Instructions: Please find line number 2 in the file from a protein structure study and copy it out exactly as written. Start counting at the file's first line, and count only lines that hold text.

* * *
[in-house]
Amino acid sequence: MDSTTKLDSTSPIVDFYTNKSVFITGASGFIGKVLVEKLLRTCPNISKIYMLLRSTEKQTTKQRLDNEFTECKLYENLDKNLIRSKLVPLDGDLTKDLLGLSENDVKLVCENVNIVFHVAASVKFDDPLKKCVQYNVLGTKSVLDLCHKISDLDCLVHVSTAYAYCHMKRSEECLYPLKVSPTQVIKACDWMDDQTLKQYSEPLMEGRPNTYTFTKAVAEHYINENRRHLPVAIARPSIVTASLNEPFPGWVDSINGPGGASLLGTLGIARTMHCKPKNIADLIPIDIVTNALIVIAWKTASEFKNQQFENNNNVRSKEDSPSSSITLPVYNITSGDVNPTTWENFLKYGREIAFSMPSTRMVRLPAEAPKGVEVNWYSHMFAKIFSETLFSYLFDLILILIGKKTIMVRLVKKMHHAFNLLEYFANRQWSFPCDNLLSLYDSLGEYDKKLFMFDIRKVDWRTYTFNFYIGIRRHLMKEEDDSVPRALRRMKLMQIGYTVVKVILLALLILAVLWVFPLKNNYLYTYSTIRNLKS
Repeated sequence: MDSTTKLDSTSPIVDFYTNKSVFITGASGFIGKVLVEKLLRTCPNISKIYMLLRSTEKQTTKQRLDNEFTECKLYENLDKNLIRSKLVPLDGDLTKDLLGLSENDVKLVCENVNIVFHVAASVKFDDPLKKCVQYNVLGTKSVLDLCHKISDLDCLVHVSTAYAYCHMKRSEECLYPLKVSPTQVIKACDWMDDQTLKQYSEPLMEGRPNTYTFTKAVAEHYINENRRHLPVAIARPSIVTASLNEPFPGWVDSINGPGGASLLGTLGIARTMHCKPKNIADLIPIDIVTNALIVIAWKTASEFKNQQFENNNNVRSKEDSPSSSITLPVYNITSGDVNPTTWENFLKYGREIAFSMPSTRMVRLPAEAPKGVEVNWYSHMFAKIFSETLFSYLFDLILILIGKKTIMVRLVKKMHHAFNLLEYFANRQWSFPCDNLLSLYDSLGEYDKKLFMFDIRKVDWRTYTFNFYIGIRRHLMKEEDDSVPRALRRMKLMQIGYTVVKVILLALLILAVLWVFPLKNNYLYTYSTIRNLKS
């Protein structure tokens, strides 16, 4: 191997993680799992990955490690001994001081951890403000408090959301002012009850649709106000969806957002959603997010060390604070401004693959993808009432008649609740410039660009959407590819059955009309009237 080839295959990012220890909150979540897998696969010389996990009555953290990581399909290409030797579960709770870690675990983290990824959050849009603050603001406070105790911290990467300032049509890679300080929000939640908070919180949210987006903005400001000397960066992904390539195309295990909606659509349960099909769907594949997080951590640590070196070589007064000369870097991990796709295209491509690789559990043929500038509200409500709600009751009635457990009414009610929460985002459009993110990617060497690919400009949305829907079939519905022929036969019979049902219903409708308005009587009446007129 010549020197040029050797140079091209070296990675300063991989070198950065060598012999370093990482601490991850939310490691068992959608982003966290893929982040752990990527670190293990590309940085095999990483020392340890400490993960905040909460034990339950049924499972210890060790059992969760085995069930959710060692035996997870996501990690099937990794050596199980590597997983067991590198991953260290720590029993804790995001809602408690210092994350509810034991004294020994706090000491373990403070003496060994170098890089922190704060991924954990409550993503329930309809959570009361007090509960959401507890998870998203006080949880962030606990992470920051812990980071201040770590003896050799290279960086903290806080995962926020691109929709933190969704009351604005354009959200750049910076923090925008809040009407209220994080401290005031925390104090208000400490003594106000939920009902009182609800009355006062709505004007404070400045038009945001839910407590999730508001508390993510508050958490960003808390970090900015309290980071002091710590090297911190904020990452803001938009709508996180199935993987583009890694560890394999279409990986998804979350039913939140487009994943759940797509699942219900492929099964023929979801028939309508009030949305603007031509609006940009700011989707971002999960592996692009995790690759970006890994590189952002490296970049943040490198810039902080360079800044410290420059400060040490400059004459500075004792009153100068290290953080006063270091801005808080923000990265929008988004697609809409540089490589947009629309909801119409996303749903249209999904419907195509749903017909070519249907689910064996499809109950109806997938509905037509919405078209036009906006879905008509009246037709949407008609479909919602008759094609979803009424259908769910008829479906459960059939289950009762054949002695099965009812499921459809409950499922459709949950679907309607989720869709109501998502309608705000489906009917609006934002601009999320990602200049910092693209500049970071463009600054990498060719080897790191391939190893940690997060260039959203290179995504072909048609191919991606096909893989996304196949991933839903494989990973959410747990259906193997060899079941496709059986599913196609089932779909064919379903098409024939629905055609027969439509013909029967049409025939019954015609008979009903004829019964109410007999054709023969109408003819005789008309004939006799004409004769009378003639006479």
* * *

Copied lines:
Amino acid sequence: MDSTTKLDSTSPIVDFYTNKSVFITGASGFIGKVLVEKLLRTCPNISKIYMLLRSTEKQTTKQRLDNEFTECKLYENLDKNLIRSKLVPLDGDLTKDLLGLSENDVKLVCENVNIVFHVAASVKFDDPLKKCVQYNVLGTKSVLDLCHKISDLDCLVHVSTAYAYCHMKRSEECLYPLKVSPTQVIKACDWMDDQTLKQYSEPLMEGRPNTYTFTKAVAEHYINENRRHLPVAIARPSIVTASLNEPFPGWVDSINGPGGASLLGTLGIARTMHCKPKNIADLIPIDIVTNALIVIAWKTASEFKNQQFENNNNVRSKEDSPSSSITLPVYNITSGDVNPTTWENFLKYGREIAFSMPSTRMVRLPAEAPKGVEVNWYSHMFAKIFSETLFSYLFDLILILIGKKTIMVRLVKKMHHAFNLLEYFANRQWSFPCDNLLSLYDSLGEYDKKLFMFDIRKVDWRTYTFNFYIGIRRHLMKEEDDSVPRALRRMKLMQIGYTVVKVILLALLILAVLWVFPLKNNYLYTYSTIRNLKS